Tennessee Valley Trail, which is part of the Golden Gate National Recreation Area, is one of our family’s favorite hikes in the Bay Area. My friend first introduced me to the trail back in college and I’ve been hiking here ever since! It’s a fast flat out-and-back trail – great for a quick hike when you don’t have much time, or a leisurely walk to hang out and enjoy the beach at the end when you’ve got hours to spare.
The trailhead is located at the end of Tennessee Valley Road just off Highway 1 in Mill Valley. There is a decent-sized parking lot at the trailhead as well as ample off-street parking, however, it does get very busy on weekends!
- 3.4 miles out-and-back
- Difficulty: easy
- 150 feet elevation gain
- Path starts out paved and turns into packed dirt
- Kid-friendly; Jogging stroller friendly (until the beach)
- Free Parking
- No dogs
- Location: 591 Tennessee Valley Rd, Mill Valley, CA 94941
Locals know that summer along the coast can be foggy & cold, but I’m still thrown off from time to time. These pictures were all taken in July, yes July! The week before we had hiked the nearby Dipsea Trail and it was sunny & warm. A week later it was cold and felt like winter. So bring layers because the weather can change drastically even in the same day!
Tennessee Valley Trail
The trail starts on the paved path at the trailhead and begins with a gentle descent. We have seen owls in those trees to the left as well as deer and hawks along our way.
About a half mile into the hike, bear right onto the wide dirt trail where you’ll hike through shrublands & wetlands. A little bit further there’s a fork: Upper Tennessee trail to the right, Lower Tennessee trail to the left. They both converge back together before hitting the beach. The upper trail encounters a short, but steep hill, the lower trail is flat but is also seasonal so may be closed during the wetter months. Our kids always choose the lower trail if it’s open to avoid the hill!
The trails come back together and this lake comes into view with the ocean peeking out from behind!
Final stretch to the ocean!
We will often bring a picnic to the beach for lunch. We spread out blankets and then the kids run off to climb all the rocks and explore the beach.
The beach is huge and when we were there not crowded at all! On a warm sunny day, it will be much more crowded! There’s a path that leads up that hill to an incredible overlook. If you look closely you may be able to see one of the WWII bunkers camouflaged into the hill.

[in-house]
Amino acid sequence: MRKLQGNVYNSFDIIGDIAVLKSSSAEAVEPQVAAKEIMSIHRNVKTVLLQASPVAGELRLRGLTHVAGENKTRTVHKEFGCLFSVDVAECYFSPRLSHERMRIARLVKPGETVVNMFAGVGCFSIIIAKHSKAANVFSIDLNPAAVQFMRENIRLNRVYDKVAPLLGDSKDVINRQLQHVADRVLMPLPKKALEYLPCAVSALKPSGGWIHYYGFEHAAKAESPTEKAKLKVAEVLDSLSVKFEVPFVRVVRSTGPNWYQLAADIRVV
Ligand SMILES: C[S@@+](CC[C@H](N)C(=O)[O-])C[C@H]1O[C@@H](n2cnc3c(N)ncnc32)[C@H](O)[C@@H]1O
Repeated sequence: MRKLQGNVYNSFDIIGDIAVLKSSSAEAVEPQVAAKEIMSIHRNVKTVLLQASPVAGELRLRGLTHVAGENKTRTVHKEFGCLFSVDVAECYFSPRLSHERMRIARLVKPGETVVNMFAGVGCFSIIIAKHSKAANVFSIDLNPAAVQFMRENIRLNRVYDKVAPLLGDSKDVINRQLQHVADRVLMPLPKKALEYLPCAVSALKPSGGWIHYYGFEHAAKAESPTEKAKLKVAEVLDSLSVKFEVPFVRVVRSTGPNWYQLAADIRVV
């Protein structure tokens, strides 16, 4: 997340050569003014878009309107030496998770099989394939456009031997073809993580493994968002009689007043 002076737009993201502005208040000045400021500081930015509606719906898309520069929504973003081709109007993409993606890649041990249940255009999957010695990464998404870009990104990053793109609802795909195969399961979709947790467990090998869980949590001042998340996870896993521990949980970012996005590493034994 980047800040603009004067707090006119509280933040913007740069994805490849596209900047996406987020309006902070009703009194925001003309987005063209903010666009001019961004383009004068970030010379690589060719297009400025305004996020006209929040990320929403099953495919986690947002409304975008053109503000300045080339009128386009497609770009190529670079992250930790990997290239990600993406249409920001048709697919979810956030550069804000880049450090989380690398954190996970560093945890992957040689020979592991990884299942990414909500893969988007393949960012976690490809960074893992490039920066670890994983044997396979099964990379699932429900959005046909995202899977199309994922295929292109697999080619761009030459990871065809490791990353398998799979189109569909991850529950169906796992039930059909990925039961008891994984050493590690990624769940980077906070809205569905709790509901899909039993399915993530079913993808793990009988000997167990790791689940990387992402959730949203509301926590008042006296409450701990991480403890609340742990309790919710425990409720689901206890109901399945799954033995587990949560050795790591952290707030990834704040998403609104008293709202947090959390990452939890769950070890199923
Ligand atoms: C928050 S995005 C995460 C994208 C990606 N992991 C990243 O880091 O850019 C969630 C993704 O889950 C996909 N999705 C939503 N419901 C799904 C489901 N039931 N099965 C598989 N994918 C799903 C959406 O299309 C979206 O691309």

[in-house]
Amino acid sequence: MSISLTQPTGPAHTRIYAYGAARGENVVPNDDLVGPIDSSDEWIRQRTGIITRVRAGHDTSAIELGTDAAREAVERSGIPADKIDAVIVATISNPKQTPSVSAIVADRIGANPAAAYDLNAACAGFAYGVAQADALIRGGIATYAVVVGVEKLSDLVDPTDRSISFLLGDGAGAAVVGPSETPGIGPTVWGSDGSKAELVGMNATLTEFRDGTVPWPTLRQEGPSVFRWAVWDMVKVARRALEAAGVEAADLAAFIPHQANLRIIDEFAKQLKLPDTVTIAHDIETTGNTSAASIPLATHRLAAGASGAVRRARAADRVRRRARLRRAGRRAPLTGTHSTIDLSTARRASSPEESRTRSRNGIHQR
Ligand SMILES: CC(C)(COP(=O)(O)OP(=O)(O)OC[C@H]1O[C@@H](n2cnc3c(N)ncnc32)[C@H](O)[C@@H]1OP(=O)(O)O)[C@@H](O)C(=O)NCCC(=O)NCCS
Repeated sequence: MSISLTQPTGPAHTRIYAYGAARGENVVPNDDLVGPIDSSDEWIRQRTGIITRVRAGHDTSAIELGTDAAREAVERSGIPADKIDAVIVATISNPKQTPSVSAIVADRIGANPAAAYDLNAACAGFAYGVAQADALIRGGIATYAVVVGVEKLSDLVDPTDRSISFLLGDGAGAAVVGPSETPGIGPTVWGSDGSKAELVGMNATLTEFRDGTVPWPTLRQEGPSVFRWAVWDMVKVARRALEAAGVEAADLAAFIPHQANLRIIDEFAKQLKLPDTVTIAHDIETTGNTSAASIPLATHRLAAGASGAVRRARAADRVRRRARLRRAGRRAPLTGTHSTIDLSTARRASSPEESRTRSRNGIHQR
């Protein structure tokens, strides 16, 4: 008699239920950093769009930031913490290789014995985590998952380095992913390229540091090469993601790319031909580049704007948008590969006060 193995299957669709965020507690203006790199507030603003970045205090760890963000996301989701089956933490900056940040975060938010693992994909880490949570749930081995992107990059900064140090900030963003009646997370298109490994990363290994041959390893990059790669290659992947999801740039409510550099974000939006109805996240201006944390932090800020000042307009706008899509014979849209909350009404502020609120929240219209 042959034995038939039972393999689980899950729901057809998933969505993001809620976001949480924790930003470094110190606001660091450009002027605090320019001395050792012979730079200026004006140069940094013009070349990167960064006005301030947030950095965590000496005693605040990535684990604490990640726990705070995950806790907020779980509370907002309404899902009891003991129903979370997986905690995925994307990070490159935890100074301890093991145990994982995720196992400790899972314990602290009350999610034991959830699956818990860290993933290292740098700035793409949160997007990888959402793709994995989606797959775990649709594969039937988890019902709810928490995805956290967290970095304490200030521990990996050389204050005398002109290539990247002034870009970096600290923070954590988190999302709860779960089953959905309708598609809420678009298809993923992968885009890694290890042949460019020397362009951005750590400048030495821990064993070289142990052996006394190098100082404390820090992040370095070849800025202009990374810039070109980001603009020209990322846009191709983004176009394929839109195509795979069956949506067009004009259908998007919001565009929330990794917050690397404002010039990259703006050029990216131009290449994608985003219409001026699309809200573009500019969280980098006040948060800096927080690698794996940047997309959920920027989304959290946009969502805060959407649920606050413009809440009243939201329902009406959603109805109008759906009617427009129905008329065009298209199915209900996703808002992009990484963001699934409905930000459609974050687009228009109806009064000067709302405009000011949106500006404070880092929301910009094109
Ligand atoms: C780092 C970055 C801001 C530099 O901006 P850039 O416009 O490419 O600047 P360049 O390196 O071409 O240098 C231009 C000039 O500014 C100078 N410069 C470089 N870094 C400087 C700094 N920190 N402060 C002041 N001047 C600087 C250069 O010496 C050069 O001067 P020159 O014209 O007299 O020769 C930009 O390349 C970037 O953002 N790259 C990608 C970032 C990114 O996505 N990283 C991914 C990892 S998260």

Tennessee Valley is actually not named for the state, but rather for the Pacific Mail steamship SS Tennessee which missed the entrance to the Golden Gate and turned into Tennessee Cove in 1853. Her passengers, mail, and baggage (including 14 chests of gold!) were saved, but the ship was a total loss. When the tide is out it’s possible to see parts of the rusting engine protruding from the sand. Look for a couple of large bars with loops on the end sticking out at an angle.
Tennessee Beach Overlook
The path to the overlook is steep with lots of stairs to climb.
If you look back about three-quarters of the way to the overlook you can see the valley that you hiked through to get here.
There are two bunkers, both filled with colorful graffiti on almost every inch.
Anyone with a fear of heights may want to think twice before climbing all the way up. While most of the area is perfectly safe, there are steep drop-offs and no barriers. We stayed far away from the edge and even so my knees felt a little weak the whole time. I would not bring a small child up here or any child who doesn’t listen well – this was the first time I had brought the kids up here (ages 10 & 13). My daughter is a bit of a daredevil and wanted to show me she wasn’t afraid by attempting to push some limits and get my attention. My son resisted coming up here in the first place and wanted to leave as soon as we arrived at the top.
Just head back the way you came when it’s time to go!
Extend the Hike
If you want to extend the hike and make it more challenging there are a lot of options – here are two that lead to different beaches.
Coastal Trail to Muir Beach
From the Upper Tennessee Valley Trail, take the Coastal Trail North to Muir Beach (an additional 2.5 miles one-way; the entire round trip from the Tennessee Valley trailhead is 8.2 miles). We love Muir Beach which is more accessible than Tennessee Valley Beach because you can drive there. It’s also right by the historic Pelican Inn, an English style restaurant & inn.
Coastal Trail to Rodeo Beach
Take the Coastal Trail south from the Upper (or Lower) Tennessee Valley Trail. The entire round trip is 10.2 miles by creating a loop with the Coastal & Miwok Trails. We also will just park at Rodeo Beach and do the Coastal/Miwok Loop and then hang out at the beach.
Our favorite place to stop and eat is the Dipsea Cafe on Highway 1 (just past the turnoff for Tennessee Valley Road). It’s a pretty big place but does get crowded. We’d prefer to hike and then eat, but sometimes we eat first to avoid the later crowd. If we get a late start then we typically just bring a picnic to eat at the beach.